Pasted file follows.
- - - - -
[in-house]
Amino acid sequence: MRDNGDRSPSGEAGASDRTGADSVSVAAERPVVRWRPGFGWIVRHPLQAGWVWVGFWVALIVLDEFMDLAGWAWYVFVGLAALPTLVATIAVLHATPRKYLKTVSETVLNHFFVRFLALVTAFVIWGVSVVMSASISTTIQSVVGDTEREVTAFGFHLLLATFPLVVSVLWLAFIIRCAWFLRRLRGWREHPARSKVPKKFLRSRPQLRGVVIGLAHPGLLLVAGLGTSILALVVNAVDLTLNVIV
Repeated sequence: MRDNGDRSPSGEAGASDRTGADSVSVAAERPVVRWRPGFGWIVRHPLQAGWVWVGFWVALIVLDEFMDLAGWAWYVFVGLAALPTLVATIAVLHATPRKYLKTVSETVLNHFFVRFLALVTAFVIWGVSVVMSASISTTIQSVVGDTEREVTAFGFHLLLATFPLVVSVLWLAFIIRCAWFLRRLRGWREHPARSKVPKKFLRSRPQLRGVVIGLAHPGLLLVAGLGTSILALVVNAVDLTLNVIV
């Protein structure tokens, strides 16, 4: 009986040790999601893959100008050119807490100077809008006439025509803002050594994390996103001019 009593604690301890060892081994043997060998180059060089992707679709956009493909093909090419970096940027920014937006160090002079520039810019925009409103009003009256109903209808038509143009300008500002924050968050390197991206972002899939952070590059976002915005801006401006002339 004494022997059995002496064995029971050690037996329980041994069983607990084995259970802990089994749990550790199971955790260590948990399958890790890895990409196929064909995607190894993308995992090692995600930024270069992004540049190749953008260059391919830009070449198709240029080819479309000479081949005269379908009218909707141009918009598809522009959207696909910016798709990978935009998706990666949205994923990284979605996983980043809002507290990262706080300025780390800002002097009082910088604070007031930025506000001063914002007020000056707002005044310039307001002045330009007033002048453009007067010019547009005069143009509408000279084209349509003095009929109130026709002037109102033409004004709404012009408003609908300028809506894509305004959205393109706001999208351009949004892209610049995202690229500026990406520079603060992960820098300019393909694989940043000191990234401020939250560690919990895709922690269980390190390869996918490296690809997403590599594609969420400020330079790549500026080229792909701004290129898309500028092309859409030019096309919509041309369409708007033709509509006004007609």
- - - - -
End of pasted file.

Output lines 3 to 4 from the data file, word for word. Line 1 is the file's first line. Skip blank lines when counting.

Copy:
Repeated sequence: MRDNGDRSPSGEAGASDRTGADSVSVAAERPVVRWRPGFGWIVRHPLQAGWVWVGFWVALIVLDEFMDLAGWAWYVFVGLAALPTLVATIAVLHATPRKYLKTVSETVLNHFFVRFLALVTAFVIWGVSVVMSASISTTIQSVVGDTEREVTAFGFHLLLATFPLVVSVLWLAFIIRCAWFLRRLRGWREHPARSKVPKKFLRSRPQLRGVVIGLAHPGLLLVAGLGTSILALVVNAVDLTLNVIV
């Protein structure tokens, strides 16, 4: 009986040790999601893959100008050119807490100077809008006439025509803002050594994390996103001019 009593604690301890060892081994043997060998180059060089992707679709956009493909093909090419970096940027920014937006160090002079520039810019925009409103009003009256109903209808038509143009300008500002924050968050390197991206972002899939952070590059976002915005801006401006002339 004494022997059995002496064995029971050690037996329980041994069983607990084995259970802990089994749990550790199971955790260590948990399958890790890895990409196929064909995607190894993308995992090692995600930024270069992004540049190749953008260059391919830009070449198709240029080819479309000479081949005269379908009218909707141009918009598809522009959207696909910016798709990978935009998706990666949205994923990284979605996983980043809002507290990262706080300025780390800002002097009082910088604070007031930025506000001063914002007020000056707002005044310039307001002045330009007033002048453009007067010019547009005069143009509408000279084209349509003095009929109130026709002037109102033409004004709404012009408003609908300028809506894509305004959205393109706001999208351009949004892209610049995202690229500026990406520079603060992960820098300019393909694989940043000191990234401020939250560690919990895709922690269980390190390869996918490296690809997403590599594609969420400020330079790549500026080229792909701004290129898309500028092309859409030019096309919509041309369409708007033709509509006004007609």